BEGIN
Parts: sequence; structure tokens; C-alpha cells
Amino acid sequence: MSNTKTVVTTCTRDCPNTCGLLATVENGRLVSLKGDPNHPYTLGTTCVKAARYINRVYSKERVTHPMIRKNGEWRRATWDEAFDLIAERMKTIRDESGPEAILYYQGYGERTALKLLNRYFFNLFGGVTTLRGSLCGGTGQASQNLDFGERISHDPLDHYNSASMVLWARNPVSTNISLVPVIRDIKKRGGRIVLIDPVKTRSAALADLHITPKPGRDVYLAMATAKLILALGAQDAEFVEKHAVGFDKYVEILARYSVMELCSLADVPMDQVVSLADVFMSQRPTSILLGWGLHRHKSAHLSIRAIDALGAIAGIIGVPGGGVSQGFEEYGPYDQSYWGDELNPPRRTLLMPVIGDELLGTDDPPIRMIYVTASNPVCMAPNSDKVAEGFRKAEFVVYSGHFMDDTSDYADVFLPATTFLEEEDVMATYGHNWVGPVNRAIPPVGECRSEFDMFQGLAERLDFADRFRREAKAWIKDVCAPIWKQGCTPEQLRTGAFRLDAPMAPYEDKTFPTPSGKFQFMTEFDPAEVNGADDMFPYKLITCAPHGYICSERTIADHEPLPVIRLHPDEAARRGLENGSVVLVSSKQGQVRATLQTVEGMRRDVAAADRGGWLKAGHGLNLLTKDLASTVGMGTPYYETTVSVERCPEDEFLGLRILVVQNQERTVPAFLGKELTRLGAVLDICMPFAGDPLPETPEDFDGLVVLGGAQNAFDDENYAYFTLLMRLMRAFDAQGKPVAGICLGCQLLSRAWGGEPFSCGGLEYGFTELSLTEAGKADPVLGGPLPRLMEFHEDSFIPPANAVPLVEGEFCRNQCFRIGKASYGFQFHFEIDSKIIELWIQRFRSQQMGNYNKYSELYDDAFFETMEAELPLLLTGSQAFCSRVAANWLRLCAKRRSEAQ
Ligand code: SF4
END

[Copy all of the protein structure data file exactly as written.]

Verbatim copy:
Parts: sequence; structure tokens; C-alpha cells
Amino acid sequence: MSNTKTVVTTCTRDCPNTCGLLATVENGRLVSLKGDPNHPYTLGTTCVKAARYINRVYSKERVTHPMIRKNGEWRRATWDEAFDLIAERMKTIRDESGPEAILYYQGYGERTALKLLNRYFFNLFGGVTTLRGSLCGGTGQASQNLDFGERISHDPLDHYNSASMVLWARNPVSTNISLVPVIRDIKKRGGRIVLIDPVKTRSAALADLHITPKPGRDVYLAMATAKLILALGAQDAEFVEKHAVGFDKYVEILARYSVMELCSLADVPMDQVVSLADVFMSQRPTSILLGWGLHRHKSAHLSIRAIDALGAIAGIIGVPGGGVSQGFEEYGPYDQSYWGDELNPPRRTLLMPVIGDELLGTDDPPIRMIYVTASNPVCMAPNSDKVAEGFRKAEFVVYSGHFMDDTSDYADVFLPATTFLEEEDVMATYGHNWVGPVNRAIPPVGECRSEFDMFQGLAERLDFADRFRREAKAWIKDVCAPIWKQGCTPEQLRTGAFRLDAPMAPYEDKTFPTPSGKFQFMTEFDPAEVNGADDMFPYKLITCAPHGYICSERTIADHEPLPVIRLHPDEAARRGLENGSVVLVSSKQGQVRATLQTVEGMRRDVAAADRGGWLKAGHGLNLLTKDLASTVGMGTPYYETTVSVERCPEDEFLGLRILVVQNQERTVPAFLGKELTRLGAVLDICMPFAGDPLPETPEDFDGLVVLGGAQNAFDDENYAYFTLLMRLMRAFDAQGKPVAGICLGCQLLSRAWGGEPFSCGGLEYGFTELSLTEAGKADPVLGGPLPRLMEFHEDSFIPPANAVPLVEGEFCRNQCFRIGKASYGFQFHFEIDSKIIELWIQRFRSQQMGNYNKYSELYDDAFFETMEAELPLLLTGSQAFCSRVAANWLRLCAKRRSEAQ
Ligand code: SF4